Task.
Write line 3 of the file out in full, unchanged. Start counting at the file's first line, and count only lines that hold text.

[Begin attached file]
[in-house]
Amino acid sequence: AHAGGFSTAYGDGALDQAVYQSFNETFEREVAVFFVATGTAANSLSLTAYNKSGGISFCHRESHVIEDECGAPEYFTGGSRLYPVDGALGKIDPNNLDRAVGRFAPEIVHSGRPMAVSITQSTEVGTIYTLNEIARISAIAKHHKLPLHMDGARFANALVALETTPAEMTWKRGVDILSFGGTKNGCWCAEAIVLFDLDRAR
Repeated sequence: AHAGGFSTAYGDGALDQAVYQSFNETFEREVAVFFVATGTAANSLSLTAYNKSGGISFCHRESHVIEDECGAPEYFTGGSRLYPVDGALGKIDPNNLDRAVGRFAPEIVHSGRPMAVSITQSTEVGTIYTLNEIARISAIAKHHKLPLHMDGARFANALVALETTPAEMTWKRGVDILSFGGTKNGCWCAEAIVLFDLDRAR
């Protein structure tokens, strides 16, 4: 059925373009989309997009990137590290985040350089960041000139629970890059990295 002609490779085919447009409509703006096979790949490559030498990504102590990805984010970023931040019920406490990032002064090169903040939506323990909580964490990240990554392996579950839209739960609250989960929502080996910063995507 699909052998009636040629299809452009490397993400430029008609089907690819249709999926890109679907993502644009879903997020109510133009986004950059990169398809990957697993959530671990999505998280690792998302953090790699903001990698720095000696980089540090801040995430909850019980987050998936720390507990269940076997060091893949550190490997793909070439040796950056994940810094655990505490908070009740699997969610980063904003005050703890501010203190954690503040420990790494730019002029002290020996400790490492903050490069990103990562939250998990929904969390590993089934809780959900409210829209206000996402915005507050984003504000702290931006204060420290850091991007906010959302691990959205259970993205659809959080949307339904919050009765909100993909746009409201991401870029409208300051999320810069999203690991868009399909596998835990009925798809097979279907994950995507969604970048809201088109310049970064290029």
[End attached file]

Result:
Repeated sequence: AHAGGFSTAYGDGALDQAVYQSFNETFEREVAVFFVATGTAANSLSLTAYNKSGGISFCHRESHVIEDECGAPEYFTGGSRLYPVDGALGKIDPNNLDRAVGRFAPEIVHSGRPMAVSITQSTEVGTIYTLNEIARISAIAKHHKLPLHMDGARFANALVALETTPAEMTWKRGVDILSFGGTKNGCWCAEAIVLFDLDRAR